"No matter what your field is, you have to have a deep trust in yourself." -Tracey Woods
When Tracey Woods ’87 graduated with a bachelor of arts in graphic design from Rhode Island College, she had no idea where her diploma would take her. She had no clue then that she would become a photo shoot editor and producer — for thirteen years — for a magazine like “Essence.
“When I was younger I knew that I wanted to do something with arts, but I didn’t know what it was,” she recalls. “At 14 or 15 I took some after school art classes at RISD, but I didn’t get into photography until college.”
As a senior in high school, Woods was still trying to figure out what to study when she went off to college. “One of my art teachers and my guidance counselor thought design was a good fit,” she explains. “I didn’t know much about graphic design.”
So, graphic design was exactly the path she chose to follow at RIC. “It wasn’t until my sophomore year that I did my first photography class,” she continues. “I loved it and thought that that’s what I wanted to do. My photography professor, Lawrence (Larry) Sykes, was really my mentor on that exploration of photography; he was a truly gifted photographer and educator who instilled that love of photography in me.”
That mentorship inspired Woods to apply to art school for a master’s degree in photography. After graduation from RIC, she worked for almost two years to save money. Soon after, she was accepted to the prestigious Pratt Institute in New York, the same school Sykes attended. “He was really a big advocate for Pratt,” she recalls.
With an acceptance letter in hand and the desire to learn more about her newfound passion, Woods moved to the Big Apple to start graduate school and look for opportunities. She hoped to pursue fine art photography, but destiny had something else planned for her. She was given the chance to work as a studio manager and producer for the well-known photographer Ric Cohn. She learned the business of photography while working with him.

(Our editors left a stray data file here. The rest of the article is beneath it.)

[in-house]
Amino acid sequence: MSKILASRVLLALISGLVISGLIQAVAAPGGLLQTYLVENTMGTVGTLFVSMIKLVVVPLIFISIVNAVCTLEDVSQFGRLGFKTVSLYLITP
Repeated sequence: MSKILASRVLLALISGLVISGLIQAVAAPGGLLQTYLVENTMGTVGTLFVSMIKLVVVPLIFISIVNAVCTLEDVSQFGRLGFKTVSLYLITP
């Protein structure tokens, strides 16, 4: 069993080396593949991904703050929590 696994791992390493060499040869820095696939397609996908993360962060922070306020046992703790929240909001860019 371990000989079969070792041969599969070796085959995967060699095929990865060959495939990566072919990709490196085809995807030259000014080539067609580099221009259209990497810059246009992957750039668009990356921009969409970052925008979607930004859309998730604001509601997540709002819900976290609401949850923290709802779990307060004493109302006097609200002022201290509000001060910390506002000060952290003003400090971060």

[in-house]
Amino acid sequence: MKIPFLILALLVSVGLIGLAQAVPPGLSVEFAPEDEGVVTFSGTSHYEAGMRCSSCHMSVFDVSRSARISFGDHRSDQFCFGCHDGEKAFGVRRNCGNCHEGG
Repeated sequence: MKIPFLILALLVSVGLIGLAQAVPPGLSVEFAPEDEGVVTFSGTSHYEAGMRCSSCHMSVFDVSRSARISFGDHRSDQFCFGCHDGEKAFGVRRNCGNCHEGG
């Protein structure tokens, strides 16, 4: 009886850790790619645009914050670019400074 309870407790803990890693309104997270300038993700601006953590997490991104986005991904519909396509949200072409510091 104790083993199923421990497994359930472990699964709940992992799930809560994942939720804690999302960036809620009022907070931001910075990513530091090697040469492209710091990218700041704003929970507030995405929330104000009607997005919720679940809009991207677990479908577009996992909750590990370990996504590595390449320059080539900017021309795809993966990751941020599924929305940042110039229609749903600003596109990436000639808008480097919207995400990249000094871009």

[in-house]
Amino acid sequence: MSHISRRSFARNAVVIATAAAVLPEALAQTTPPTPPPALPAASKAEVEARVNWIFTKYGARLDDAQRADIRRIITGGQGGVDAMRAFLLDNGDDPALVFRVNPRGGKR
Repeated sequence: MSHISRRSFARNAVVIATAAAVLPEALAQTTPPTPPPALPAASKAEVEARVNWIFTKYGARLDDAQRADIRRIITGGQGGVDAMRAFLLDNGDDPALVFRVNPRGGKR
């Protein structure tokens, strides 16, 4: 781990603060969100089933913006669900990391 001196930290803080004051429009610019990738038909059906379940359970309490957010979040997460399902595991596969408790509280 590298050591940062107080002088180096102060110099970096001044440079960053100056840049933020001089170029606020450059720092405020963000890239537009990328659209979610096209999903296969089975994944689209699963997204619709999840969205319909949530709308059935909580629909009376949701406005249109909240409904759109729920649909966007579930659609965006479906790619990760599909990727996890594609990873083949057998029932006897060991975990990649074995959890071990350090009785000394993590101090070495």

“I worked for many years in editorial with magazines. My freelance job at Essence turned into a full-time position,” she says. “As photo editor and photo director I produced photo shoots or had to find existing images through research.”
Over the years Woods has been involved in projects with big name celebrities like Oprah and Michelle Obama, for some projects at Essense, and with other celebrities. She also produced the brand launch commercial for actress Marsia Martins’ beauty line, Mari by Marsai.
“I don’t think I could have imagined this. If I think back, even when I was a college student at RIC, of what I thought my life would look like, it’s totally different,” she notes “I had no idea that I would be doing this, so it is kind of inspiring when I meet someone like Oprah.”
Now, Woods is the director of photography at The Luupe, a community that supports women photographers in getting more visibility and ultimately getting hired by commercial brands. “I work with photographers, helping them develop their portfolios and market themselves to potential clients, and providing production guidance,” she explains. “My job is to find the right photographer to communicate the vision a brand has to tell a story.”
Woods notes that many students pursuing creative fields in college, have no idea what types of careers are available to them until they get out into the real world. “I didn’t know that many of these things existed until I started embedding myself in the industry,” she says.
For those students she advises, “You have to put yourself out there and no matter what your field is, you have to have a deep trust in yourself. You don’t know where your path could end up and new doors always open, so be receptive to that. Be persistent because there is something out there for everyone.”